Security concerns featured highly in Republican Party reasoning against Pashinyan’s candidacy. One deputy declared that he could not see Pashinyan in the role of commander-in-chief. Others drew an apocalyptic picture of military disaster should he become leader. As if on cue, some state-related Twitter accounts, such as the official account of Armenia’s representation to the Collective Security Treaty Organization (CSTO), reported Azerbaijani movements towards the frontline.

Ruling party deputies also cast themselves in the role of defenders of the constitution. They highlighted that all parties had accepted the outcome of the April 2017 parliamentary vote on which the current body is based. They accused Pashinyan of bending the legal parliamentary majority to his will by the force of the street.

The ‘constitutionality’ of Armenia’s new constitution, adopted in a contested national referendum in December 2015, is itself a moot point for many in Armenian civil society. Local observers claimed numerous cases of irregularities, interference and intimidation. Beyond this, the statistical foundations of the poll, such as a growing electorate, made little sense in light of Armenia’s well-known demographic decline.

Other RPA arguments depicted the schism in Armenian society in terms of a ‘culture war’ between the ruling party’s ‘patriarchal normalcy’ and Pashinyan’s ‘dangerous liberalism’. Many speeches by RPA deputies appeared to completely ignore the events of the previous two weeks. Others patronized the electorate. Some, making references to Pashinyan’s beard and attire, were astonishingly banal given the gravity of the situation.

What next?
As per the new constitution, on 8 May another parliamentary vote for an interim leader will take place. This raises the question of whether there is an alternative consensus figure. Acting Prime Minister Karen Karapetyan and President Armen Sarkissian have both called for cross-party talks, but there is no obvious candidate for this role. An inconclusive vote on 8 May would trigger new parliamentary elections within three to six weeks.

If this comes to pass, the RPA would have successfully averted amendments to the electoral laws that Pashinyan has been calling for before any new poll.  This translates into its continued advantage in terms of the composition of electoral commissions, and the evasion of new measures against the possibility of fraud.

The 1 May parliamentary vote makes it less likely that there will be a pact to transfer power in Armenia. The RPA has effectively refused Pashinyan’s offer, reiterated over the last fortnight, of participating in an inclusive transition.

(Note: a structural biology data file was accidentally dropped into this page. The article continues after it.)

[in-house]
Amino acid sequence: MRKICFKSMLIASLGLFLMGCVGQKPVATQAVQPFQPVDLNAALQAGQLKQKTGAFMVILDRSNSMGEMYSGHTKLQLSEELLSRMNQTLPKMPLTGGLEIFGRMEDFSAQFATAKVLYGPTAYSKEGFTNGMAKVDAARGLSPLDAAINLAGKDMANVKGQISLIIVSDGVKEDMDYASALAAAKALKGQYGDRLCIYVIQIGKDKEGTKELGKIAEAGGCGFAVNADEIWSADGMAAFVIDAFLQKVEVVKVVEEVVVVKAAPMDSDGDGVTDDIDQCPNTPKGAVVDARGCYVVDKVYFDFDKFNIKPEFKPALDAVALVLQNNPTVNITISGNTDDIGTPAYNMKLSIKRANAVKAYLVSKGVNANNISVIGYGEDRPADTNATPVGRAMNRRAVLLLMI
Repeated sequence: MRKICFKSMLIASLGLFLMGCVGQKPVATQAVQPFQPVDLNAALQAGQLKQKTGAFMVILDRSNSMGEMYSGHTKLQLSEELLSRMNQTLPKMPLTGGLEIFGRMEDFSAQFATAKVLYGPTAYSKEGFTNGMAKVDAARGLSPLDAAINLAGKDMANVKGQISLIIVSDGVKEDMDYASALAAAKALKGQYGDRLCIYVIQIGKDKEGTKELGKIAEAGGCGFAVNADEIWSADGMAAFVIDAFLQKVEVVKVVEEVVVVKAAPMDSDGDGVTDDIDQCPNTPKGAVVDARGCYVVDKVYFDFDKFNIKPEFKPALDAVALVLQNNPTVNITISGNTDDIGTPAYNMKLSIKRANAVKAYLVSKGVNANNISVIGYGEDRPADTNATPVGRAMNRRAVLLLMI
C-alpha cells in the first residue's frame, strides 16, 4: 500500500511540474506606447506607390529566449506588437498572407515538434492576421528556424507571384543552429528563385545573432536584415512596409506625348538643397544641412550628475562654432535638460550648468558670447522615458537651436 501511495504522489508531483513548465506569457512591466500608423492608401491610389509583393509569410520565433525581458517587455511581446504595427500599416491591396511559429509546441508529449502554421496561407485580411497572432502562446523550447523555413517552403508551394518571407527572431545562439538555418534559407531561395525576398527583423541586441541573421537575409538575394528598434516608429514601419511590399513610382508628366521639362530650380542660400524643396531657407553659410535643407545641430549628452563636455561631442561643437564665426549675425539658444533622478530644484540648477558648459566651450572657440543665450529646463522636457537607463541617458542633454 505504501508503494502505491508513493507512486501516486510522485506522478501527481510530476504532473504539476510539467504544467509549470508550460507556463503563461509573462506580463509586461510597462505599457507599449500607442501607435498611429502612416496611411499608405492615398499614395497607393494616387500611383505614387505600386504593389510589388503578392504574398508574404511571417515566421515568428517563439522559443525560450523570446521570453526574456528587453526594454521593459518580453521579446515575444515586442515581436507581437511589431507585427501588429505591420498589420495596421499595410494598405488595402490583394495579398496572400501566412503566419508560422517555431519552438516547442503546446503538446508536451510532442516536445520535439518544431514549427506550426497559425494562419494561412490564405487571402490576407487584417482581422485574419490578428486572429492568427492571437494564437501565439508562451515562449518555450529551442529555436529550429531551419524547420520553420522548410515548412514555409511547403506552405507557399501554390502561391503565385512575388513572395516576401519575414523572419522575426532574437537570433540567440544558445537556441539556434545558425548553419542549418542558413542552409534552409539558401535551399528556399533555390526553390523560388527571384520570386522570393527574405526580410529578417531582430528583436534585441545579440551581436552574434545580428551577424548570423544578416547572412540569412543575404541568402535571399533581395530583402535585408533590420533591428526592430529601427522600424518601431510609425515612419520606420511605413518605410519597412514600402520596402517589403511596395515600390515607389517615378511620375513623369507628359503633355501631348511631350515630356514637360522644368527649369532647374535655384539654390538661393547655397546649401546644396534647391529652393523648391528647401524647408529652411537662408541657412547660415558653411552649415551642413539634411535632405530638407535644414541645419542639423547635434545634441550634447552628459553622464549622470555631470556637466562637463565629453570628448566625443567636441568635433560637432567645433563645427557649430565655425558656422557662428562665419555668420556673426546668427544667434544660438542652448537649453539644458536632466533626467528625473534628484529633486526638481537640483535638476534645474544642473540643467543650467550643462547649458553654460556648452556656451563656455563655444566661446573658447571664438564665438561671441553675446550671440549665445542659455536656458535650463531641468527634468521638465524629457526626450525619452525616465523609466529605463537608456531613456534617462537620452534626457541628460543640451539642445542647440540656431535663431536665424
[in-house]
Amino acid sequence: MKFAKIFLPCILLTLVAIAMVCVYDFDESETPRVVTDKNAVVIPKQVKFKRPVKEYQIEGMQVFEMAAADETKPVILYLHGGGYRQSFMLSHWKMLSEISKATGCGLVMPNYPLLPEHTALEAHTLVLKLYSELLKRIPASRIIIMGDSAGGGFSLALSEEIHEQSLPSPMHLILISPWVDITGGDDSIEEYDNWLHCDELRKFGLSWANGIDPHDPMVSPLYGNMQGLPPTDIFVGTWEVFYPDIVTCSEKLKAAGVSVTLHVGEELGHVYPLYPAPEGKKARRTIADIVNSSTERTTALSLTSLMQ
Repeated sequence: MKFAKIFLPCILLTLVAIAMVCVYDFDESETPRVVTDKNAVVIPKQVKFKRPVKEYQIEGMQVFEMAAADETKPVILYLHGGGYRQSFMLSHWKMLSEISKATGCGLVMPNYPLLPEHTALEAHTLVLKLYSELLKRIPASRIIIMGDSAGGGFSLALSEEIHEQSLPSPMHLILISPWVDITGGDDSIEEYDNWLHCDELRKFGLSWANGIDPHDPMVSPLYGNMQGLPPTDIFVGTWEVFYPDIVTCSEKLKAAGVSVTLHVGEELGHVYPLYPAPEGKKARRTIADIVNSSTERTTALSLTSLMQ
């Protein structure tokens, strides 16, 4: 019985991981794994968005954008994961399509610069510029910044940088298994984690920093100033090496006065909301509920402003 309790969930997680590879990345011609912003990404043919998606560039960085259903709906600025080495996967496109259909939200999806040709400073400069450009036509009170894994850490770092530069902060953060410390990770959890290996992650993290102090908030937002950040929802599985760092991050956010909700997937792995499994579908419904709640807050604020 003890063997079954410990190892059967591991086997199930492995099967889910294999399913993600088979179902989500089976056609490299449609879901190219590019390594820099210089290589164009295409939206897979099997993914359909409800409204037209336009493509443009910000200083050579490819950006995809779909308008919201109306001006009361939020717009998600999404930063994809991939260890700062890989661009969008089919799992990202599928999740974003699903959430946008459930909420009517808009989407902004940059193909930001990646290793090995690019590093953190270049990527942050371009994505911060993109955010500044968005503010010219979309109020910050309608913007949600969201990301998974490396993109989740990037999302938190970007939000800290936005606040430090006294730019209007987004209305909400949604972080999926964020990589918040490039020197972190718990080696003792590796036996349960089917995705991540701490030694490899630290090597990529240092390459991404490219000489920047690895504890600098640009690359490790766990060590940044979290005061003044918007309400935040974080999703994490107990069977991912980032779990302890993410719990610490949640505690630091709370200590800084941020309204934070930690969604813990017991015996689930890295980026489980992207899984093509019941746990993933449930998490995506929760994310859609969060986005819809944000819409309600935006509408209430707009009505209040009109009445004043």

This solves one problem but creates another. On the one hand, while prolonging RPA rule for now, it lessens the likelihood of a political transition diluted by inclusion of representatives of the prior regime.

This has been a problem in Armenia’s post-Soviet history. As Gerard Libaridian, former presidential advisor and envoy under Armenia’s first president Levon Ter-Petrosyan, has written, there were no witch-hunts and no clashes in the negotiated transition from communist rule to the Armenian National Movement in 1989–90. But the continuity in many sectors that resulted allowed the same political failures to repeat, making for a peaceful but incomplete revolution.
On the other hand, the elusiveness of pacts among the country’s political elite raises the stakes and consequently the prospect of destabilization. Democratic openings in hybrid regimes involved in long-term militarized rivalries (as Armenia is with Azerbaijan) come with the risk that, given weak institutions, politicians will resort to nationalist populism.

Rhetoric claiming that change can only come at the cost of security will be a prominent and dangerous aspect to post-Sargsyan Armenian politics. After a vivid demonstration over the last two weeks of how fragile the authoritarian alternative really is, there is deep irony in such claims.

There were plenty of examples of such claims from RPA deputies yesterday.  But Pashinyan also ended yesterday’s session by accusing the RPA of reproducing Azerbaijani propaganda. This is rhetoric to be avoided. Realigning debates about governance around the axis of conflict with Azerbaijan will only divert attention from the necessity and legitimacy of change. Entrenched corruption and hollowed out institutions are security threats as serious for Armenia today as any external factor.

The only certainty is that Armenia is in for a season of destabilizing politics: exactly what the ruling elite’s constitutional power grab claimed it was avoiding. 

No comments: